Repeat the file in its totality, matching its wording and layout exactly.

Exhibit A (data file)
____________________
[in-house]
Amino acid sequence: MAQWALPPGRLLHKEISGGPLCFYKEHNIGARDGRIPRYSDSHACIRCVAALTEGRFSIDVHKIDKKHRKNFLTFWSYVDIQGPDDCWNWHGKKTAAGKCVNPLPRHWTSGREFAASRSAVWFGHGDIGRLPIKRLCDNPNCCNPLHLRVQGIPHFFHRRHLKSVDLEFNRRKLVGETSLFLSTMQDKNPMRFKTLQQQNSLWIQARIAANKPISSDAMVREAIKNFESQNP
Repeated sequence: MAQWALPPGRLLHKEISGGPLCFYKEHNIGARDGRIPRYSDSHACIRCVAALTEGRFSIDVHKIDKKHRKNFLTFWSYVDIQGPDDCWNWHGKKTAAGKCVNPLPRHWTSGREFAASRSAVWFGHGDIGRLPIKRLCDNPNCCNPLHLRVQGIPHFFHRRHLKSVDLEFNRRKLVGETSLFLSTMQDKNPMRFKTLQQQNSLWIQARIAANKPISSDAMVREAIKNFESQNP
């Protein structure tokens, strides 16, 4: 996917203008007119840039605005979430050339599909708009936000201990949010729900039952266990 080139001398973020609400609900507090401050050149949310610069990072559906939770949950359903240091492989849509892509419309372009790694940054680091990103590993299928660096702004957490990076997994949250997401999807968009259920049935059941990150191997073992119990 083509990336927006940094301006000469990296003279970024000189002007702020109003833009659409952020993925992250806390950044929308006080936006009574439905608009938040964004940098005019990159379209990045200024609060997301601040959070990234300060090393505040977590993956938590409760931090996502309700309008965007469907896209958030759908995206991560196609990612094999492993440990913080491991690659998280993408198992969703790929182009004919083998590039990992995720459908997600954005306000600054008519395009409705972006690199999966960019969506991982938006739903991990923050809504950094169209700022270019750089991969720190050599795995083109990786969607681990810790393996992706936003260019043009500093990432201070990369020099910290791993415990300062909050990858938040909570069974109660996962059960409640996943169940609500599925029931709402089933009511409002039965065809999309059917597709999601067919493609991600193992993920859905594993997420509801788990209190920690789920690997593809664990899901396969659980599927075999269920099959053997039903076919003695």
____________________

[in-house]
Amino acid sequence: MAQWALPPGRLLHKEISGGPLCFYKEHNIGARDGRIPRYSDSHACIRCVAALTEGRFSIDVHKIDKKHRKNFLTFWSYVDIQGPDDCWNWHGKKTAAGKCVNPLPRHWTSGREFAASRSAVWFGHGDIGRLPIKRLCDNPNCCNPLHLRVQGIPHFFHRRHLKSVDLEFNRRKLVGETSLFLSTMQDKNPMRFKTLQQQNSLWIQARIAANKPISSDAMVREAIKNFESQNP
Repeated sequence: MAQWALPPGRLLHKEISGGPLCFYKEHNIGARDGRIPRYSDSHACIRCVAALTEGRFSIDVHKIDKKHRKNFLTFWSYVDIQGPDDCWNWHGKKTAAGKCVNPLPRHWTSGREFAASRSAVWFGHGDIGRLPIKRLCDNPNCCNPLHLRVQGIPHFFHRRHLKSVDLEFNRRKLVGETSLFLSTMQDKNPMRFKTLQQQNSLWIQARIAANKPISSDAMVREAIKNFESQNP
């Protein structure tokens, strides 16, 4: 996917203008007119840039605005979430050339599909708009936000201990949010729900039952266990 080139001398973020609400609900507090401050050149949310610069990072559906939770949950359903240091492989849509892509419309372009790694940054680091990103590993299928660096702004957490990076997994949250997401999807968009259920049935059941990150191997073992119990 083509990336927006940094301006000469990296003279970024000189002007702020109003833009659409952020993925992250806390950044929308006080936006009574439905608009938040964004940098005019990159379209990045200024609060997301601040959070990234300060090393505040977590993956938590409760931090996502309700309008965007469907896209958030759908995206991560196609990612094999492993440990913080491991690659998280993408198992969703790929182009004919083998590039990992995720459908997600954005306000600054008519395009409705972006690199999966960019969506991982938006739903991990923050809504950094169209700022270019750089991969720190050599795995083109990786969607681990810790393996992706936003260019043009500093990432201070990369020099910290791993415990300062909050990858938040909570069974109660996962059960409640996943169940609500599925029931709402089933009511409002039965065809999309059917597709999601067919493609991600193992993920859905594993997420509801788990209190920690789920690997593809664990899901396969659980599927075999269920099959053997039903076919003695």